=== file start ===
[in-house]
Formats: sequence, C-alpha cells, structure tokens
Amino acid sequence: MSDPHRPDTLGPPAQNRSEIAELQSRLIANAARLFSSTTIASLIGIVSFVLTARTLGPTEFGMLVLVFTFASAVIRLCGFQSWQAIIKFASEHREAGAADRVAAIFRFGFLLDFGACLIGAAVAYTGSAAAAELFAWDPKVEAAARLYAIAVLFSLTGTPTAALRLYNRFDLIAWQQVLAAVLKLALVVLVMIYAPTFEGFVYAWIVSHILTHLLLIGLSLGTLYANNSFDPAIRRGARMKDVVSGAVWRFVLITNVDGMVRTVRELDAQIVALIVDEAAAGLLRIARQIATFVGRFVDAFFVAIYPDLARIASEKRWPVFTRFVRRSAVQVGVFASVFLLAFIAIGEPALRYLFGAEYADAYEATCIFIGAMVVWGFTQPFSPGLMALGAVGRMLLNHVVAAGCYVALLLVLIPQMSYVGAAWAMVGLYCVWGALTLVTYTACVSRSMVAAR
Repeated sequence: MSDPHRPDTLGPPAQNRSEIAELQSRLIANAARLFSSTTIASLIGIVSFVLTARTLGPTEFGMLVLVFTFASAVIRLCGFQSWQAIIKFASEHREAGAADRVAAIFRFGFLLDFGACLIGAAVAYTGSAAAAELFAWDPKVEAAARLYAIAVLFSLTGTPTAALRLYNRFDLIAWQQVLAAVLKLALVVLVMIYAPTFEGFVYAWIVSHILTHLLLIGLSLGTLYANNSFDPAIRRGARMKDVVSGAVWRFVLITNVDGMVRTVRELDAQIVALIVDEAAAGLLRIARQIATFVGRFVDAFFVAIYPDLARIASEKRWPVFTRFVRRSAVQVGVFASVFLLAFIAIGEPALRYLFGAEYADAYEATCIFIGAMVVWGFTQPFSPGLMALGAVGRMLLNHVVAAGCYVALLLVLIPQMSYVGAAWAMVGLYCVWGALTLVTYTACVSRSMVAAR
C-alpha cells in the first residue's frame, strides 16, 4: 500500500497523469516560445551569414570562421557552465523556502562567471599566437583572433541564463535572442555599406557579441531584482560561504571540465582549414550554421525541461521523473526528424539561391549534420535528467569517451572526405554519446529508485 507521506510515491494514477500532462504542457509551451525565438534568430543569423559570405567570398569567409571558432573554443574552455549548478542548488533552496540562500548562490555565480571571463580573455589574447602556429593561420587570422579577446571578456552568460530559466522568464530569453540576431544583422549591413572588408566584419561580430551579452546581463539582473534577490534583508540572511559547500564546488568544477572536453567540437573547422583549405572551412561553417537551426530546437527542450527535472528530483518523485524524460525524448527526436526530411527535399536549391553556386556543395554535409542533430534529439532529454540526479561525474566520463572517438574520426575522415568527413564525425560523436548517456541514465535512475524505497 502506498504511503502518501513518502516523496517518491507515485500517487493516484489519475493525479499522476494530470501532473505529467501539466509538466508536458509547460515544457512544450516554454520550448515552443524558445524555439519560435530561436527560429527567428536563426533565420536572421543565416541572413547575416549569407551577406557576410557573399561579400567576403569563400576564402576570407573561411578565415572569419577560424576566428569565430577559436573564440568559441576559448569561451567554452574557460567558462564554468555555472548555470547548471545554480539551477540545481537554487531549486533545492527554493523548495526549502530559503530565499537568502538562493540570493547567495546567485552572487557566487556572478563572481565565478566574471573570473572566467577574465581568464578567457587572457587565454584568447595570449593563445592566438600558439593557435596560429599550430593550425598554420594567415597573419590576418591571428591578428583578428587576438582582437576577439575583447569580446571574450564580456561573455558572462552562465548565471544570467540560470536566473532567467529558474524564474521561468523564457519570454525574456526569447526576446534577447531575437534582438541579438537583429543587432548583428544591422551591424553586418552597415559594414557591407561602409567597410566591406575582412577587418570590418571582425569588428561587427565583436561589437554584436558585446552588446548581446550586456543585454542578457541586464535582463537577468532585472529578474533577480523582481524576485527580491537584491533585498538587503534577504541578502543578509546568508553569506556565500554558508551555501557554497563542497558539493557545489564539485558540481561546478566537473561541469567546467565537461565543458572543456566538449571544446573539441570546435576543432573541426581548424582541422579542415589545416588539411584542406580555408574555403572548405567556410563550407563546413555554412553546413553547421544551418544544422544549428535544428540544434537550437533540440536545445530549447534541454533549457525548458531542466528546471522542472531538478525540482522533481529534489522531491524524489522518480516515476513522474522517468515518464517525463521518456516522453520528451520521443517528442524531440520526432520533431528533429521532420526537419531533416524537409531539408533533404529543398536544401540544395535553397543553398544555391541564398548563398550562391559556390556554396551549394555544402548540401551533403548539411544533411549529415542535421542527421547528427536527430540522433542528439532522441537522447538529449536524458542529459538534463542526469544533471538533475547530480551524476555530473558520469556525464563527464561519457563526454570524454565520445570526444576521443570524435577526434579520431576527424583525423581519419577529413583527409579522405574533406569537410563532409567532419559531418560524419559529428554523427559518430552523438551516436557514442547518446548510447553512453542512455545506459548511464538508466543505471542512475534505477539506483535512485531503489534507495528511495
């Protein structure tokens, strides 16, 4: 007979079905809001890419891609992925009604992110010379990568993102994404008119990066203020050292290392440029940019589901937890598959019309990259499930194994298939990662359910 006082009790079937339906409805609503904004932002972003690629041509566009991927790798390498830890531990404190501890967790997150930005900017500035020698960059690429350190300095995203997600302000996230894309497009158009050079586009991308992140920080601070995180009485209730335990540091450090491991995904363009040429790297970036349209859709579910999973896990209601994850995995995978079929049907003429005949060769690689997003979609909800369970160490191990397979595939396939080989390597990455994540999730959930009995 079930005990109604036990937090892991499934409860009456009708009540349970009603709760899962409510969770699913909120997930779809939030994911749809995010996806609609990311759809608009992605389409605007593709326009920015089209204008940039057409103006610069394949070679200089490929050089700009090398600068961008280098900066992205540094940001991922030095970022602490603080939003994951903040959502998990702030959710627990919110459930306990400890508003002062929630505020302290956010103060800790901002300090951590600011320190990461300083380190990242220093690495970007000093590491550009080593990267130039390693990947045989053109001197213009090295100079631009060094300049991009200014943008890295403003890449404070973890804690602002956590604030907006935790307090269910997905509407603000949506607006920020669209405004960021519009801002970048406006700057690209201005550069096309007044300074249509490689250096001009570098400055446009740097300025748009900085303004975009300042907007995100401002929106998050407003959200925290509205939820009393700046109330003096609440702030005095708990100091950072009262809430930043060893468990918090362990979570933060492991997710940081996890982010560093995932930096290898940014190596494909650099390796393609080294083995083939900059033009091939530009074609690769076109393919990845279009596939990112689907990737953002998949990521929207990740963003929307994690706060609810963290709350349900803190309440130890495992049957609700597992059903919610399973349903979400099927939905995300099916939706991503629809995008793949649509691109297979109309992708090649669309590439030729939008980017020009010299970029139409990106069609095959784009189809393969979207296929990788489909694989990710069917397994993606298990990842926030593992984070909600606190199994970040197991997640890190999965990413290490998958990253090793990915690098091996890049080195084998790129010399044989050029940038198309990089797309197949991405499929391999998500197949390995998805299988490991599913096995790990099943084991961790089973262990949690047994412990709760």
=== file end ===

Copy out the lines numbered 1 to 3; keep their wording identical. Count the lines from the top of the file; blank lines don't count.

[in-house]
Formats: sequence, C-alpha cells, structure tokens
Amino acid sequence: MSDPHRPDTLGPPAQNRSEIAELQSRLIANAARLFSSTTIASLIGIVSFVLTARTLGPTEFGMLVLVFTFASAVIRLCGFQSWQAIIKFASEHREAGAADRVAAIFRFGFLLDFGACLIGAAVAYTGSAAAAELFAWDPKVEAAARLYAIAVLFSLTGTPTAALRLYNRFDLIAWQQVLAAVLKLALVVLVMIYAPTFEGFVYAWIVSHILTHLLLIGLSLGTLYANNSFDPAIRRGARMKDVVSGAVWRFVLITNVDGMVRTVRELDAQIVALIVDEAAAGLLRIARQIATFVGRFVDAFFVAIYPDLARIASEKRWPVFTRFVRRSAVQVGVFASVFLLAFIAIGEPALRYLFGAEYADAYEATCIFIGAMVVWGFTQPFSPGLMALGAVGRMLLNHVVAAGCYVALLLVLIPQMSYVGAAWAMVGLYCVWGALTLVTYTACVSRSMVAAR